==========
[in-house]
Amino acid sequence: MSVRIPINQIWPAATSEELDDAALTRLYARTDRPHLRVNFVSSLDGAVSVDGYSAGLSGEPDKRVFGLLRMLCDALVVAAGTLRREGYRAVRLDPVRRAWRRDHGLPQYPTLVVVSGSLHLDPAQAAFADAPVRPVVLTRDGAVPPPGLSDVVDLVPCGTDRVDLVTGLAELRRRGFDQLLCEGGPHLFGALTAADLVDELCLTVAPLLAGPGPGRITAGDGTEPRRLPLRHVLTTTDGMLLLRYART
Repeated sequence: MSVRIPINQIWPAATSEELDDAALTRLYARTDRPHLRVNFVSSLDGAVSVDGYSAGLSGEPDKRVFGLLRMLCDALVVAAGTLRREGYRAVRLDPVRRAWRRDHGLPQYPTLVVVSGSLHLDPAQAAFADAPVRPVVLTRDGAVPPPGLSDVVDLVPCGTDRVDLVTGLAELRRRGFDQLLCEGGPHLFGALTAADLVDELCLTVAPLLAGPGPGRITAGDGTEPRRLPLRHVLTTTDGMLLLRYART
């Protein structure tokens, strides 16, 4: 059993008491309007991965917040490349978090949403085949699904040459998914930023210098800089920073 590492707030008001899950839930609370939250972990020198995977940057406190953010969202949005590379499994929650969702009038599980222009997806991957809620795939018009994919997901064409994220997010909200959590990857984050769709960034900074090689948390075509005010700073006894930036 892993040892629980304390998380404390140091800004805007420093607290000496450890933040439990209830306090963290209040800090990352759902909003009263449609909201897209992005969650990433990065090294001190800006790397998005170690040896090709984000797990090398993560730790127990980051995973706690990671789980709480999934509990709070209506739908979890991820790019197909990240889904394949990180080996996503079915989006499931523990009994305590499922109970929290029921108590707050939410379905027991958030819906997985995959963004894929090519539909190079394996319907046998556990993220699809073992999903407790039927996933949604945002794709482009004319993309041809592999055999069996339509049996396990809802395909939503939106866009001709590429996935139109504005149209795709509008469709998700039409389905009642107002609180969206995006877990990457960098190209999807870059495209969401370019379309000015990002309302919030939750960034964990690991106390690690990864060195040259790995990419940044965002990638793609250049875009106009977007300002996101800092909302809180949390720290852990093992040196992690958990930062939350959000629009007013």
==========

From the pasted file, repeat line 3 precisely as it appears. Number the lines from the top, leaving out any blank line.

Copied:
Repeated sequence: MSVRIPINQIWPAATSEELDDAALTRLYARTDRPHLRVNFVSSLDGAVSVDGYSAGLSGEPDKRVFGLLRMLCDALVVAAGTLRREGYRAVRLDPVRRAWRRDHGLPQYPTLVVVSGSLHLDPAQAAFADAPVRPVVLTRDGAVPPPGLSDVVDLVPCGTDRVDLVTGLAELRRRGFDQLLCEGGPHLFGALTAADLVDELCLTVAPLLAGPGPGRITAGDGTEPRRLPLRHVLTTTDGMLLLRYART